Upon the destruction of Celtic power, Romans in the western Mediterranean basin used lavender to treat and preserve clothing and as fragrance for baths.
The word "LAVENDER" comes from the Latin "LAVARE" meaning WASH, PURIFY.

At the onset of the Middle Ages, the local Provencal populace gathered wild lavender flowers to treat wounds.
Toward the end of the 19th century inhabitants of Provence began to care for and maintain the wild lavender

One could say that lavender essential oil is a very French essence.
As its cultivation is of interest to an entire poor and mountainous region, it has become a necessary resource.

In 1960, over 150 metric tons of essential oils were produced – a record.
Afterwards, production slowed to its 1992 low point due to competition from imports and synthetic products.

However, today this culture is enjoying dynamic new growth once again thanks to the two successive revitalization programs of 1994 / 1998 and 2000 / 2005.

“That lavender ranks among the finest of aromatic plants is due largely to its high altitude environment. Throughout history the people that know these mountains have always displayed the strongest sense of independence and impetus.”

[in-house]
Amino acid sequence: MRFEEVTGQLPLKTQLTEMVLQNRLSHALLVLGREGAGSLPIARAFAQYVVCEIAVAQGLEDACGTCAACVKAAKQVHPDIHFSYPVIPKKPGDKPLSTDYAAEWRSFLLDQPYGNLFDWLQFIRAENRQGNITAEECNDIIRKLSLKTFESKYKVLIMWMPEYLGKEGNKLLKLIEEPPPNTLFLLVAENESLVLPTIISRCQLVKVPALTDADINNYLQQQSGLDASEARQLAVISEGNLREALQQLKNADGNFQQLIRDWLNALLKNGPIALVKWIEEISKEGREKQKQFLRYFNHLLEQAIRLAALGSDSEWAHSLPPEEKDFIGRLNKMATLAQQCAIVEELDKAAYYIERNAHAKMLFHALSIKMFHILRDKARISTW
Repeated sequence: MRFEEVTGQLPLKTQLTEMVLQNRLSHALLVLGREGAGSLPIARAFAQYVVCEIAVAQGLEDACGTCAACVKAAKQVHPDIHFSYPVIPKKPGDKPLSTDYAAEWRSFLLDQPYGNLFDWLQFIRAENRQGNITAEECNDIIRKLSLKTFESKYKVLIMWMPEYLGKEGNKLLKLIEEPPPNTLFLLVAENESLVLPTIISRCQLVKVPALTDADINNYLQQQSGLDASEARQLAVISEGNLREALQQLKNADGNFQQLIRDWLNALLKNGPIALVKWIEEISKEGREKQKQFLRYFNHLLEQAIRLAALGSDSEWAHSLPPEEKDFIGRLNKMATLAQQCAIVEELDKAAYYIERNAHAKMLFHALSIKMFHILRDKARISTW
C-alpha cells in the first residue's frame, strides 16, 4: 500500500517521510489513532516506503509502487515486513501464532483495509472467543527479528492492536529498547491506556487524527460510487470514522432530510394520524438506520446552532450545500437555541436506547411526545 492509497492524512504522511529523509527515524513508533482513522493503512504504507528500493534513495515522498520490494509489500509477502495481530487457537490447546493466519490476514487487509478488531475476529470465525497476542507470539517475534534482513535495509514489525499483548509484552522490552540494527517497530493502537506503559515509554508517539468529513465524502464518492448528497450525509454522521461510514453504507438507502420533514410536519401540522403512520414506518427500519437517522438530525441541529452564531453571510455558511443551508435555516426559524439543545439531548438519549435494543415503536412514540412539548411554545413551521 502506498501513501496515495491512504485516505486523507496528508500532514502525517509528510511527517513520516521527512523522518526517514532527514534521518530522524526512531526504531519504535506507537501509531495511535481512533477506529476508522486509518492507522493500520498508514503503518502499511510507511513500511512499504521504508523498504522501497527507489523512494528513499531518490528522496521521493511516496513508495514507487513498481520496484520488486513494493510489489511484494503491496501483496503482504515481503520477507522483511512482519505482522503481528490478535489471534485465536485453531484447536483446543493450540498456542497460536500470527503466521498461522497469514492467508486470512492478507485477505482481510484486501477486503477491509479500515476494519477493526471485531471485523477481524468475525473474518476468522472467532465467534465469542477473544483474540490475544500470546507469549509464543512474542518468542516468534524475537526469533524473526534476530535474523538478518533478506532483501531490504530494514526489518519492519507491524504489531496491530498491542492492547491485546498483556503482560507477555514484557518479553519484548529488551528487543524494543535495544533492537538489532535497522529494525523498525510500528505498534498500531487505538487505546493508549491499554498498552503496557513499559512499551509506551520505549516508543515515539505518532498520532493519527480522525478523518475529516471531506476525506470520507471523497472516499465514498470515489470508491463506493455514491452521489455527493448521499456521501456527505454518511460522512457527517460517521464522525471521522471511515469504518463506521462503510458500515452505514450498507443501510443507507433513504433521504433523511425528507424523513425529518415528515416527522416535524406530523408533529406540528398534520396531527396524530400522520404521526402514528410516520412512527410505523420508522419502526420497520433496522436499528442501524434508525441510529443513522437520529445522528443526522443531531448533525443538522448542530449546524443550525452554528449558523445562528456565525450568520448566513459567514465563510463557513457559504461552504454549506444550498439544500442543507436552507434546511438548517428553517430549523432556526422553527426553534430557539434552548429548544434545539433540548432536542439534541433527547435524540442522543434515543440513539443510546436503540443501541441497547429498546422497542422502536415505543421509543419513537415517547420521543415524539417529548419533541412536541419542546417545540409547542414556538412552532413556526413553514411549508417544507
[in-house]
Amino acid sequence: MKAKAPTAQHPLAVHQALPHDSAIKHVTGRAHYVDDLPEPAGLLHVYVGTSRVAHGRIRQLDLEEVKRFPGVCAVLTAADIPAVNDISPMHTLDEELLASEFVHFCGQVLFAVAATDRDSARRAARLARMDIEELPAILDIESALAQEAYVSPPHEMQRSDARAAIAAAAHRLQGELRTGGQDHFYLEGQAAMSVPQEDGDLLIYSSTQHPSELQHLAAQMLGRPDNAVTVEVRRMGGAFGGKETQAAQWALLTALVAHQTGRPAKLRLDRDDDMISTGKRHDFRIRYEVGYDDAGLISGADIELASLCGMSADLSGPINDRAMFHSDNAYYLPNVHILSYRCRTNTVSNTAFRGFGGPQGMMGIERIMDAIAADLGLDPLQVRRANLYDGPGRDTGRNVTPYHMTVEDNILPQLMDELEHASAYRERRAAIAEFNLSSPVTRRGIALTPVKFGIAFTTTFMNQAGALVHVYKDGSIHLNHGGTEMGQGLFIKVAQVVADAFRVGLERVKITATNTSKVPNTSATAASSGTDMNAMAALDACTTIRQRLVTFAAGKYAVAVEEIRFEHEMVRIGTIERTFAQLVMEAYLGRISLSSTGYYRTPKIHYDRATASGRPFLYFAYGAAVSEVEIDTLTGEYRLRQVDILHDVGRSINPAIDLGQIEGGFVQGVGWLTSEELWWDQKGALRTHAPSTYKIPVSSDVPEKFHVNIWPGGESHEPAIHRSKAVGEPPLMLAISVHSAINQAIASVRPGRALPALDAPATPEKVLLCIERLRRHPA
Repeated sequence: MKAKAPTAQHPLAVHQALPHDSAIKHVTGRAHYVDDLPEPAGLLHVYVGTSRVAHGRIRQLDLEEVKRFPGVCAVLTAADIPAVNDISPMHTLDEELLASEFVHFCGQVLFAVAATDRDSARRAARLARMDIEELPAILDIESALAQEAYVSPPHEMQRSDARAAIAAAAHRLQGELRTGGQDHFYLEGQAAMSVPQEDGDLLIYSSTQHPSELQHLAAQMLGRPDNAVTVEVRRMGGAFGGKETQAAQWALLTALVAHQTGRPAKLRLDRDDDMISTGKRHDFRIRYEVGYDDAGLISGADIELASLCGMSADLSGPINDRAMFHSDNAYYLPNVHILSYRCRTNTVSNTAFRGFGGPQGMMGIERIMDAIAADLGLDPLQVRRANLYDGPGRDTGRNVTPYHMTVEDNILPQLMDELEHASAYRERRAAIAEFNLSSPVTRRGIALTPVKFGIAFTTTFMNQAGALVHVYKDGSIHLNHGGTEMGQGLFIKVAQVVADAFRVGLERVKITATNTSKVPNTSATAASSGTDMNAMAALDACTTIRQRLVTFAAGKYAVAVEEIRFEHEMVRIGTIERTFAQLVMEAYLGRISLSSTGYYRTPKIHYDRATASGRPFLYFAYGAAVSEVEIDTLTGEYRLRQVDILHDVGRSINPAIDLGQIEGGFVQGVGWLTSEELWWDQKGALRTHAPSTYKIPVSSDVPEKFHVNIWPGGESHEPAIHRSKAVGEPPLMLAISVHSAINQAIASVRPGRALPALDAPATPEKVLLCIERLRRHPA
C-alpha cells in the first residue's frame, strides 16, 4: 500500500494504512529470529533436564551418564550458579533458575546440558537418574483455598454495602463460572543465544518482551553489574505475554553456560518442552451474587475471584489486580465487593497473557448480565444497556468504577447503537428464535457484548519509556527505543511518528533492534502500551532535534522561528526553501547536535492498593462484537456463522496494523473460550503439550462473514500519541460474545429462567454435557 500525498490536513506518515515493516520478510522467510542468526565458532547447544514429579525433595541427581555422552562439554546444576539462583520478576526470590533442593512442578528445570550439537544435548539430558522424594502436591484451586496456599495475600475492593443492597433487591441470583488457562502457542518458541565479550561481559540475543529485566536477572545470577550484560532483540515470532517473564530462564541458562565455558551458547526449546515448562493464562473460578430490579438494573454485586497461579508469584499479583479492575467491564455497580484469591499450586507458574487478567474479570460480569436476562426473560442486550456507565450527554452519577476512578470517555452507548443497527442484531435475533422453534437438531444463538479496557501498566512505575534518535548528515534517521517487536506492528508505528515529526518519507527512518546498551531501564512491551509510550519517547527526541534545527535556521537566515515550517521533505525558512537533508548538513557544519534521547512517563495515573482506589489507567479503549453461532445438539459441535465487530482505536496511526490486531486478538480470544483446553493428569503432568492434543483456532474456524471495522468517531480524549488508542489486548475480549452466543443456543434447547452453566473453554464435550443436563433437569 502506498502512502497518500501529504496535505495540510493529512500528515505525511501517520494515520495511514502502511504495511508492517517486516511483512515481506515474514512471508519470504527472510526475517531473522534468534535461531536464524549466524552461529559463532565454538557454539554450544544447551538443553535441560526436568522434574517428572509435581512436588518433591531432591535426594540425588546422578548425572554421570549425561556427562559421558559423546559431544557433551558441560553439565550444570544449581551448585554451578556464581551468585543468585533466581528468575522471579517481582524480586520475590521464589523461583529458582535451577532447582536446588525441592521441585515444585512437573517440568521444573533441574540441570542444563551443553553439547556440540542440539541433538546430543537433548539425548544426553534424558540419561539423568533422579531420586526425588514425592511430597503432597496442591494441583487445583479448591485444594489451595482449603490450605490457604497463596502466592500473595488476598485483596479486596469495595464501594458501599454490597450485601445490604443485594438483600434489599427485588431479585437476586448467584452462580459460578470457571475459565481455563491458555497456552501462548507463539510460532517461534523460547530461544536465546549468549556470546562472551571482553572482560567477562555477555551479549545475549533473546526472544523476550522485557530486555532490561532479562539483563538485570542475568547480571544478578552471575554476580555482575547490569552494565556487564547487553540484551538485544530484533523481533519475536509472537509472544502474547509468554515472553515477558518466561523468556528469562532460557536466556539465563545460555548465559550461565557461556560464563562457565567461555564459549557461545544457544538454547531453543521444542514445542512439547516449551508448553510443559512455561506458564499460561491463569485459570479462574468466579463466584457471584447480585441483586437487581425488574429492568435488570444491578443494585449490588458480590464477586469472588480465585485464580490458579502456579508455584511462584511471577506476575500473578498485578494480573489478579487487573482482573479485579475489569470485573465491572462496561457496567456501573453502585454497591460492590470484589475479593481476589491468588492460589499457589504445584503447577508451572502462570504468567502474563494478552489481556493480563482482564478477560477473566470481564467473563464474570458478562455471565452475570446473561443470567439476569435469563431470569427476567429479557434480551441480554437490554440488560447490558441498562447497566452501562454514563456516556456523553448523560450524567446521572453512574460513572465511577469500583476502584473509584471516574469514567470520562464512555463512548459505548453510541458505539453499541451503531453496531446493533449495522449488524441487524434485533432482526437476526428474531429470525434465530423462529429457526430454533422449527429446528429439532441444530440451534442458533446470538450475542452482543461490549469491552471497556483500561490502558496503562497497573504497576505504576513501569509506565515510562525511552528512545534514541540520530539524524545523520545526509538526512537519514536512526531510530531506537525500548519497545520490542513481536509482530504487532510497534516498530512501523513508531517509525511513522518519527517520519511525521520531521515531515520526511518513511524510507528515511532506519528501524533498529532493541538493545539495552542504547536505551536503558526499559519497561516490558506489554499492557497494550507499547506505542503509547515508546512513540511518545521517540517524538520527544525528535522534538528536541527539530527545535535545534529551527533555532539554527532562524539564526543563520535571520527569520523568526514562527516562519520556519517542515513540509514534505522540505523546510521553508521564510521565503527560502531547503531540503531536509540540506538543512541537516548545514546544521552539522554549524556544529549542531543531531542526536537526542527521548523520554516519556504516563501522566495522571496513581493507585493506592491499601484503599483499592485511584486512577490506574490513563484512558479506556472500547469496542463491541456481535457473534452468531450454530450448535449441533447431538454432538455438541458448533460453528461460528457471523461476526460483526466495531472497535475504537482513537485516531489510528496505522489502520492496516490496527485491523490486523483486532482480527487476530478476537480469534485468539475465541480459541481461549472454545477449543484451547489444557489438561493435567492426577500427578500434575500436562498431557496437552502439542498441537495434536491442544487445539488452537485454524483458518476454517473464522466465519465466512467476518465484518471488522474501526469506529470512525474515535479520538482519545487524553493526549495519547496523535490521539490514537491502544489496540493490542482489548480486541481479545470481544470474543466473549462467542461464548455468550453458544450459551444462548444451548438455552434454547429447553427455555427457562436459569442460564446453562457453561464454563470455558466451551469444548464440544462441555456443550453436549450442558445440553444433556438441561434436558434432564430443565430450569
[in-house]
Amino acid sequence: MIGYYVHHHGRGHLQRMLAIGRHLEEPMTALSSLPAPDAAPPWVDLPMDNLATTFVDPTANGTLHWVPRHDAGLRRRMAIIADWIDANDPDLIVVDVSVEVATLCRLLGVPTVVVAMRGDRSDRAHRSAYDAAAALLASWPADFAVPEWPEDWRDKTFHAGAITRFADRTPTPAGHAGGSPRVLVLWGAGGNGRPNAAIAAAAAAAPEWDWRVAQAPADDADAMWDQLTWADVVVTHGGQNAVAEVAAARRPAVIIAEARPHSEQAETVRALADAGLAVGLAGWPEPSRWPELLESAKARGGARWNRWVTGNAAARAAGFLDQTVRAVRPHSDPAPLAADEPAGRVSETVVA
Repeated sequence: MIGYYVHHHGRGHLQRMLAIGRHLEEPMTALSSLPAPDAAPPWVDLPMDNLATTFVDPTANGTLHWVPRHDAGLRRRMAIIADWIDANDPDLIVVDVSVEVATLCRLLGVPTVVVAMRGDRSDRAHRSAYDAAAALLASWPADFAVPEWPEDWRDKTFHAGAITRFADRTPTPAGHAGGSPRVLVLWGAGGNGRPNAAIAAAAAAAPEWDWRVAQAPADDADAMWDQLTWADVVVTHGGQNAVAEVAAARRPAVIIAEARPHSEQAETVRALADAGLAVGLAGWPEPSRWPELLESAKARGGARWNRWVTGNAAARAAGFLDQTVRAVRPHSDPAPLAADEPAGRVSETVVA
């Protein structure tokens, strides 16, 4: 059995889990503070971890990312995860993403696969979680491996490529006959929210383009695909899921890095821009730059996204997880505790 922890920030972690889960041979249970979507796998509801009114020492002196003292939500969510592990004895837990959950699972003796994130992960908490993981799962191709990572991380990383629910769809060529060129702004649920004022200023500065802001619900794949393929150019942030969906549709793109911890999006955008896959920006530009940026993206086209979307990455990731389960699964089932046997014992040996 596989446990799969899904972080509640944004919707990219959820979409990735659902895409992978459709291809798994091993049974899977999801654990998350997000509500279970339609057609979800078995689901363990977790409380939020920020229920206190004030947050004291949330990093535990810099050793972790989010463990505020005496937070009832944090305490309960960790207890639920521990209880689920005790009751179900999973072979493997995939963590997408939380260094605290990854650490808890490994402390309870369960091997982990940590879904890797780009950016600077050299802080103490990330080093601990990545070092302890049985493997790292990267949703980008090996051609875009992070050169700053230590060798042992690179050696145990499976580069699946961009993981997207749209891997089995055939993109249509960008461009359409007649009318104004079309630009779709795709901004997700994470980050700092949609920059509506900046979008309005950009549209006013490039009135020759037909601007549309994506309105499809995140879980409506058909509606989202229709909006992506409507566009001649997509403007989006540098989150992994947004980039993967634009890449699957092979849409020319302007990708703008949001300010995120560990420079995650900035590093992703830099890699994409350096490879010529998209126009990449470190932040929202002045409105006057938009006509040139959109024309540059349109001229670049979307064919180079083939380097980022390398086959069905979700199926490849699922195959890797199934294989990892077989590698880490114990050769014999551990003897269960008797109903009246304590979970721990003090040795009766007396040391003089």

Statement from a lavender grower noted by Raoul Arnaud, horticultural engineer from the Versailles School.

Production of Lavenders of Provence is located solely in:

• 4 departments : The Drôme, Alpes de Haute Provence, Hautes-Alpes, Vaucluse
• 50 000 acres under cultivation;
• 2 000 growers and about 25 000 related workers;
• 120 distilleries of which 30 are open to visitors.

Flowering takes place in July, and harvesting takes place around July 14 (varies with altitude and year).

The main production zone for lavender essential oils is on the Albion Plateau and in districts of the eastern Vaucluse, southern Drôme, northern Alpes-de-Haute-Provence and Hautes-Alpes.



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